You make this sound very much like Sony Felica is somehow not NFC - with the so-called 'standard' being the alternative from NXP?
It should be clear to all that FeliCa is, and always has been, NFC..!!
Perhaps this reference guide would be useful: http://bit.ly/dECtMh

My understanding is that, as both Sony and Philips are founding members of the NFC Forum, some time ago they agreed on Rev. 7 as the common ISO platform for inter-op between all reader/writers no matter who the OEM.

I would disagree with FeliCa being termed a failure here.. by the very numbers you have quoted above, well over 60% of the market has enabled devices and we observe tap & go payments on the street as routine.. nowhere else in the world is even close to this yet..?!?

Clearly, as we have seen with 3G roll-out of WCDA in Japan long before elsewhere, DoCoMo has the capacity to create and deploy product well before the final global spec. which, in that example, they adopted once an 'official' standard was finally determined. THe result of course is an entirely 3G market now in Japan where the US is still at somewhere around 35% penetration.

I will close this with my observation from Mobile World Congress in Barcelona Feb. 2010 where Samsung proved some 500 handsets with NXP to select delegates for hands-on trial. The swipe of a chipped conference pass, or to enter the gates, was painfully slow - more often than not it required several attempts - and ultimately a very poor user experience in comparison to my daily use with FeliCa.
I've seen many suggest that the Sony offering is 'expensive'.. but rarely if ever seen any mention that it performs far better than a 'cheaper' solution.

Just my 3yen

Dan Balaban's picture
Dan Balaban Dec 11 2010

Dear Ken,

Thanks for the comment. You are correct when you say that FeliCa performs well. In particular, it is certainly fast. JR East is getting transaction speeds of 150 ms or faster for Suica transit applications on FeliCa cards and, if I'm not mistaken, the FeliCa wallet phones, as well.

And that's true, the Samsung S5230 used in Spain needed fixes, as we reported http://www.nfctimes.com/news/fixes-required-samsung-nfc-phone-ahead-impo...
And after all, it is only a 2G phone.

But while NFC could support Sony's FeliCa, FeliCa is not NFC. The FeliCa handsets do not comply with the NFC standard and could not pass the new certification program introduced by the NFC Forum. NTT DoCoMo or the other operators cannot buy NFC phones from Samsung or other handset makers and expect them to work with the FeliCa infrastructure in Japan, nor could service providers, such as banks, issue PayPass or Visa payWave applications for the FeliCa phones.

It's still a proprietary system, and DoCoMo is in the process of deciding whether to migrate from it in favor of NFC. My latest information says that the telco has not yet made that decision, given the big investment involved.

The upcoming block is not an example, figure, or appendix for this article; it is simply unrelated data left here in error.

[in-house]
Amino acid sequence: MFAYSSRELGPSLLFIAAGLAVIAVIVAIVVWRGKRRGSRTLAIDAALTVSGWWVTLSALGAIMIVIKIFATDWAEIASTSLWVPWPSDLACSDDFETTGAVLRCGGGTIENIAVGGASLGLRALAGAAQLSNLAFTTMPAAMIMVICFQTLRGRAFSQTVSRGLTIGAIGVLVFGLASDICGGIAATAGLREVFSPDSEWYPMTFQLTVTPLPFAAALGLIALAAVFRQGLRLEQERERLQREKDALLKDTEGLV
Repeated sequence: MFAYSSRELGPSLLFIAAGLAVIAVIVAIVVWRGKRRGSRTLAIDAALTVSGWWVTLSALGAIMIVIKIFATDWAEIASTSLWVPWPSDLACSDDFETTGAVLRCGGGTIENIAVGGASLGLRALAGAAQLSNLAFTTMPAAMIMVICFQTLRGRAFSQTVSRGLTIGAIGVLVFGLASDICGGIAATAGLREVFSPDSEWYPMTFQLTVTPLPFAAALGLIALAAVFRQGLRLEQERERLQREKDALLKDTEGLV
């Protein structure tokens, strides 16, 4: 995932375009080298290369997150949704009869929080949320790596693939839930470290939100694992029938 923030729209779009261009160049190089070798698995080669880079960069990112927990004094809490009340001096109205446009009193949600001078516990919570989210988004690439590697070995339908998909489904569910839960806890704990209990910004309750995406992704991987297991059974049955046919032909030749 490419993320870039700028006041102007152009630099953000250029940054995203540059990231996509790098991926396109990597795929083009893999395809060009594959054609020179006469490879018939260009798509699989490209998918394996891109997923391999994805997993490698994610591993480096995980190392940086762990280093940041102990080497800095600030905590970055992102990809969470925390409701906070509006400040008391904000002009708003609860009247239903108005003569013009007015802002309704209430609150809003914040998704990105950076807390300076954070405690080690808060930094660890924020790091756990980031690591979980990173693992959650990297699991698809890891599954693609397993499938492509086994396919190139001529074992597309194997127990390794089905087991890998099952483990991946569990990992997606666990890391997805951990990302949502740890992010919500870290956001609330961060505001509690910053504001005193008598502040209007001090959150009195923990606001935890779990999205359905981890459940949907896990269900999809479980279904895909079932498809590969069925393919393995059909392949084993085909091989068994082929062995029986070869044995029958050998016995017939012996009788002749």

When I've said that the DoCoMo-led contactless-wallet rollout has not been successful, I mean that after more than six years, the rollout doesn't appear to have come close to returning DoCoMo's huge investment in phones, readers and other infrastructure and has not yet yielded the kind of third "revolution" for mobile commerce that DoCoMo was seeking, following mobile voice and data services.

DoCoMo certainly deserves credit for placing a big bet on its "Osaifu-Keitai," contactless-mobile services, which the telco and Sony had hoped to one day export. But that bet has not yet paid off.

 
Ken Gai Dec 30 2010

Hi Dan..

Pls. pardon my delay to respond due to heavy year-end schedule and seasonal related travels.. many thanks for your follow-up comments.

Not sure on relevance of that MWC Samsung trial device being 'only a 2G phone' would have to do with an NFC tap & go function. I do find it 'strange' that the Sony Felica solution, in full commercial deployment now for some 6-years, is performing far better than that recent Samsung trial but yet somehow was not deemed to be the 'standard'.. what are your thoughts.. surely the NXP solution is a 'proprietary system' as well..?!?

My understanding is both Philips and Sony, as founding members of NFC Forum, had finally agreed - and announced - a common standard, as I originally stated.

At any rate, again, the RFID Handbook by Klaus Finkenzeller, published by Wileys in 2010, clearly states under section 13.4:
"NFC is compatible with Mifare, a common NXP contactless smartcard technology, and with Felica, Sony's contactless smartcard system.." http://bit.ly/dECtMh

As for the so-called 3rd revolution; it's somewhat difficult to divine the true cost-benefit with significant and critical info buried under IP/NDA. That being said, clearly Felica is at the tipping point with daily active user penetration and demonstrated value of this fetch and get system extending well beyond making simple payments.

In comparison to DCM's investment vs. return on cameraphones, for example, I would suggest NFC has far better up-side potential.

All the best to you & yours for 2011.. it will be interesting.. 8-)

 
wongwckz Jan 3 2011

Nice article. Good to hear DoCoMo finally see the shortcoming of Felica and wondering what best strategies out there to make a killer application that pays off / generate new income based on NFC.

My personal view is that if a proprietary product does not gained worldwide acceptance and become defacto global standard, it will slowly peter out. What interesting most is to hear "roaming payment" application described here and I guess NFC may finally explode, like GSM knocked out DAMPs/CDMA in 2G era.

 
Ken Gai Jan 8 2011

uhhh.. Moversa is NXP and Sony.. working on standard together..!!?!
http://www.nxp.com/infocus/campaigns/sony_jv/

Dan Balaban's picture
Dan Balaban Jan 8 2011

NXP and Sony decided to shut down Moversa a while back. It didn't make business sense to keep it going. DoCoMo is weighing the business issues of moving to standard NFC. It's heavily invested in the FeliCa infrastructure, and even though FeliCa is one of the protocols supported in NFC, the FeliCa infrastructure in Japan will not support NFC.

DoCoMo and Sony had once hoped their FeliCa-style wallet technology would become a worldwide standard itself. Now DoCoMo has to make a decision about whether to keep it going.

 
Ken Gai Jan 12 2011

Hi Dan..

Thanks... this segment is not my dedicated focus. However, simply put, the FeliCa technology is Sony.. with DoCoMo and wide range of banks etc. as minority shareholders and tech. partners. Osaifu-Ketai is the DoCoMo-branded offering running on the FeliCa platform.

Since N-Mark was finally decided & announced by NFC Forum, where Mr. Tagawa-san from Sony serves as Chairman, seems to me their 'Felica-style wallet technology' - complete with contributed IP and now global market - is more accomplished than lost.

As for DoCoMo, suggest they will update with a handy software patch and next-gen chipsets when there is a compelling (read: widely installed POS base outside Japan) reason to do so.. 8-)

Cheers..